Or, It Could Be The Only Way To Get People To Read Something Besides the Ads and TV Listings. Sigh.
Stop scolding. Yes, know full well newspapers are in a cage match with the inexorable migration of their readers to the web.
The Star-Bulletin, the scrappy afternoon (yes, a few still exist) paper in Honolulu (lucky stiffs) has taken a scythe to the conventional wisdom about newspaper layout, according to Mark Fitzgerald in Editor & Publisher.
Now the S-B's front page and section fronts are full of up to 20 short items that can be viewed as either blurbs on their own or as refers to the full story inside a section. It's the paper equivalent of a click-through, which editor Frank Bridgewater makes no apologies about.
"We know the overwhelming number of readers don't like jumps, but for some reason the newspaper industry has continued to force jumps on people,” Bridgewater told E&P. “The older readers accept it a little bit, or I should say, I think they tolerate it. But the younger the reader, the more they hate jumps.”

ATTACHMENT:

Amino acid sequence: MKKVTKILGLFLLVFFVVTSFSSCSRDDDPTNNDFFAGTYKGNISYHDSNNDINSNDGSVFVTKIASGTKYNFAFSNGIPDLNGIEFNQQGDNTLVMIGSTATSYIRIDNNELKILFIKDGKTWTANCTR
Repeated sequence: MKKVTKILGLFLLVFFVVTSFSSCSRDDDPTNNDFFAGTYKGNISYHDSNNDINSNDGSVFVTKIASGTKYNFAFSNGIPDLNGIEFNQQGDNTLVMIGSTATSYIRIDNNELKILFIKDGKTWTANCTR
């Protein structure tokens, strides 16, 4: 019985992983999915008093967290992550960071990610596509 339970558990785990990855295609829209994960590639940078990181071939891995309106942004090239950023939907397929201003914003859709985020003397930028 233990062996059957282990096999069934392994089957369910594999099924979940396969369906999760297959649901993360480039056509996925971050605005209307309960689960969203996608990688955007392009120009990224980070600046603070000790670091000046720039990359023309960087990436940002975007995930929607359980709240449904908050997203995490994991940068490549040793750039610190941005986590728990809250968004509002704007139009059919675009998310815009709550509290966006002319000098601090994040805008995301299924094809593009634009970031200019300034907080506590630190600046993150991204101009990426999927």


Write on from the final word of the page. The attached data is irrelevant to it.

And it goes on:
Bridgewater may be bending to reality, having spent more time than he cares to in the Short Attention Span Theatre. But he then risks the danger of dumbing down the product, making it superficial to the point of being irrelevant, especially for the "older readers" (definition, please?) who still make up the lion's share of paid circulation.
Yes, that's the core of the problem in newspaperdom, not enough eyeballs under 40 plunking down coin for the product. But until you figure out a way to snare that crowd, don't alienate the core.
My concern is if you give people a reason just to read the section fronts, they won't go further afield, reducing the perception of the S-B as a must-read.
It reminds me of my time in network radio news, where you knew that after the commercial break on the hourly newscast, a lot of stations would dump out and not take the back minute. The consequence was the compulsion to then cram more stories into the front part of the newscast, which meant more breathless and shorter shrift for items that begged for more context and explanation.
The Star-Bulletin, which faced extinction just a few years ago, can't afford to go down that path. It trails the morning Honolulu Advertiser in circulation 143,020 to 64,305. Faced with that, it'll likely find that less does not translate into more.